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Raising awareness of Sickle Cell disease | Health

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Raising awareness of Sickle Cell disease
Health
Raising awareness of Sickle Cell disease

Eric Foster, 21, is a college student whose goal is a career in health care. He works out at the gym most days of the week and played youth and high school sports.

You would never guess that he has a serious health condition. And that's okay with him.

"I really don't tell people I have it," said Foster, who serves as a volunteer at the Kaiser Permanente South Sacramento Medical Center. “I don't think most people know about it or that it affects a lot of people.”

When Foster was a baby, he was diagnosed with sickle cell disease. It's a condition that affects 100,000 people in the country.  African American infants are at especially high risk for inheriting the sickle cell trait. He has one of four types known as beta thalassemia.

Sickle cell disease changes normal, round red blood cells into cells that are shaped more like crescent moons. They can get stuck and block blood vessels, which stops the oxygen from getting through. It can be a painful disease and can cause a host of other problems including infections and possibly stroke. Blood transfusions may be used to prevent strokes and reduce the risk of some complications.

In California, all newborns are tested for sickle cell disease before they leave the hospital.

Eric’s mother, Cindy Foster, who works in the South Sacramento Medical Center EKG department, said she didn't know much about sickle cell disease at the time her son was diagnosed. She soon discovered the impact it would have, not just on Eric, but on the whole family.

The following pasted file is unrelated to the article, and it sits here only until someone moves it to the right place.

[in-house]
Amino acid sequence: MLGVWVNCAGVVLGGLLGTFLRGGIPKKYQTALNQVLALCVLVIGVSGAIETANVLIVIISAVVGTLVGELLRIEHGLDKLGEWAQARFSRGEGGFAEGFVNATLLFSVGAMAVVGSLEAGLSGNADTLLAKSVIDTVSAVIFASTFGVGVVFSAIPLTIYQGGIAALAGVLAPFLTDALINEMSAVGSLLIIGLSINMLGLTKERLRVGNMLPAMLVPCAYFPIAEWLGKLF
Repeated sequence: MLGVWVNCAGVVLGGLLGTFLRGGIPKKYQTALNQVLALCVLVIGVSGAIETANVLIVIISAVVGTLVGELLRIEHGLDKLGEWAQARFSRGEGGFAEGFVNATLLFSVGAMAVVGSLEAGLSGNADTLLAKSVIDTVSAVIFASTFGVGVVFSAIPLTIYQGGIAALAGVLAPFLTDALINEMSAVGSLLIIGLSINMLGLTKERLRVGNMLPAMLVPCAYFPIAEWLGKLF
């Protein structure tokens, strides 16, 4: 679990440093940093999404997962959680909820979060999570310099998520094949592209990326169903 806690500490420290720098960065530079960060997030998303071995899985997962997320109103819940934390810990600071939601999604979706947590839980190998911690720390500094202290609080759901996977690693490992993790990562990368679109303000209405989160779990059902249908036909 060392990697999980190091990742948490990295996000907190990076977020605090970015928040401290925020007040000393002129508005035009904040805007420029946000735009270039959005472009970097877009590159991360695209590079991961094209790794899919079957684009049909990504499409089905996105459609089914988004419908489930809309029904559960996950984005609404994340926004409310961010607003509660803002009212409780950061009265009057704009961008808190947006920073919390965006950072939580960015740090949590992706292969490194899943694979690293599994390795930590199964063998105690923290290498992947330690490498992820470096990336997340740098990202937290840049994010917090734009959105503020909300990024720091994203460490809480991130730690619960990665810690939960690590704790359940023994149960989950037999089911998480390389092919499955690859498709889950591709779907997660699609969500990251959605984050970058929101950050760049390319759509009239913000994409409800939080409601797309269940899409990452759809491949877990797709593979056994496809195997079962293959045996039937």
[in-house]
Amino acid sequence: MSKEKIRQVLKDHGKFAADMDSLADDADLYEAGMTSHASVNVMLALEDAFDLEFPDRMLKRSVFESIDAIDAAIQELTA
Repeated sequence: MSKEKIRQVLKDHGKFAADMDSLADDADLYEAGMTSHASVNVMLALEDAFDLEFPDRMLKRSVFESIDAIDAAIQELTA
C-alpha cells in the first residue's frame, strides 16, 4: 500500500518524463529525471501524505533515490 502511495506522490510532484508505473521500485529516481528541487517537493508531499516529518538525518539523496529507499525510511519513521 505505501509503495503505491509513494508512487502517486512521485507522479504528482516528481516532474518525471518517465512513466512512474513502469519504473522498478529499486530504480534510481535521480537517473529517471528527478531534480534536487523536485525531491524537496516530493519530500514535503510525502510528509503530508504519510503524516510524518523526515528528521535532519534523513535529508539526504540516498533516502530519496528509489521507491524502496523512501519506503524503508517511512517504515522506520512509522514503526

"He would get acute chest syndrome where he couldn't breathe. He used inhalers and nebulizers. He had to get blood transfusions once a week,” she said. Members of the family donated blood regularly. Eric was in the hospital almost once a month when he was a child.

Stephen Wang, MD, Chief of Hematology and Oncology at Kaiser Permanente South Sacramento, said sickle cell is treated with Hydroxyurea, a medication to reduce sickling of the red blood cells, as well as pain relievers.

"The life span of patients has increased due to better supportive care, but complications remain challenging," he added.

Dr. Wang said providers are always looking for the best ways to treat sickle cell chronic pain and flares, which he said is not quite the same as other pain.

Thanks to medication, Eric Foster is able to live a relatively normal and active life. In addition to school and staying physically active, he enjoys volunteering in the medical center.

Both Foster and his mother would like to help increase awareness of the disease — seeing more people donate blood and get screened for the bone marrow transplant registry.

"I feel like if someone [with this condition] hears my story and sees me being active then I can be a role model, encouraging them to strive and showing them things can get better," said Foster.

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